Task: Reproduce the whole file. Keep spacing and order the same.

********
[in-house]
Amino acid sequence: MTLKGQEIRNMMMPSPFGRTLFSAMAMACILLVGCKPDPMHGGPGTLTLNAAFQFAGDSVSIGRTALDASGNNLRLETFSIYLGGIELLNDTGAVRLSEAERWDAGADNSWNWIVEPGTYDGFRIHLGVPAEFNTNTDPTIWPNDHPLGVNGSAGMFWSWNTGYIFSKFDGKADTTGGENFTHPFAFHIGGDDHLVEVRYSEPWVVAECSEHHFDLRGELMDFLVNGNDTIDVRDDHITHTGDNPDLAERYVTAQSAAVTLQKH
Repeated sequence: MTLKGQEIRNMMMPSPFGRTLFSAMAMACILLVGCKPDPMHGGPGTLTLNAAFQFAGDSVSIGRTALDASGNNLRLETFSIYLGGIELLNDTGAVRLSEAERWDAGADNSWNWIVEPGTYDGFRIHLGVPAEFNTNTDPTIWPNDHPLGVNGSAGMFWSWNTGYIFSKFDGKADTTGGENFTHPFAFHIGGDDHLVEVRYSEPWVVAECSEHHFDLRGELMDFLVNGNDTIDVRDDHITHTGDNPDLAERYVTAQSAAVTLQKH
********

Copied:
[in-house]
Amino acid sequence: MTLKGQEIRNMMMPSPFGRTLFSAMAMACILLVGCKPDPMHGGPGTLTLNAAFQFAGDSVSIGRTALDASGNNLRLETFSIYLGGIELLNDTGAVRLSEAERWDAGADNSWNWIVEPGTYDGFRIHLGVPAEFNTNTDPTIWPNDHPLGVNGSAGMFWSWNTGYIFSKFDGKADTTGGENFTHPFAFHIGGDDHLVEVRYSEPWVVAECSEHHFDLRGELMDFLVNGNDTIDVRDDHITHTGDNPDLAERYVTAQSAAVTLQKH
Repeated sequence: MTLKGQEIRNMMMPSPFGRTLFSAMAMACILLVGCKPDPMHGGPGTLTLNAAFQFAGDSVSIGRTALDASGNNLRLETFSIYLGGIELLNDTGAVRLSEAERWDAGADNSWNWIVEPGTYDGFRIHLGVPAEFNTNTDPTIWPNDHPLGVNGSAGMFWSWNTGYIFSKFDGKADTTGGENFTHPFAFHIGGDDHLVEVRYSEPWVVAECSEHHFDLRGELMDFLVNGNDTIDVRDDHITHTGDNPDLAERYVTAQSAAVTLQKH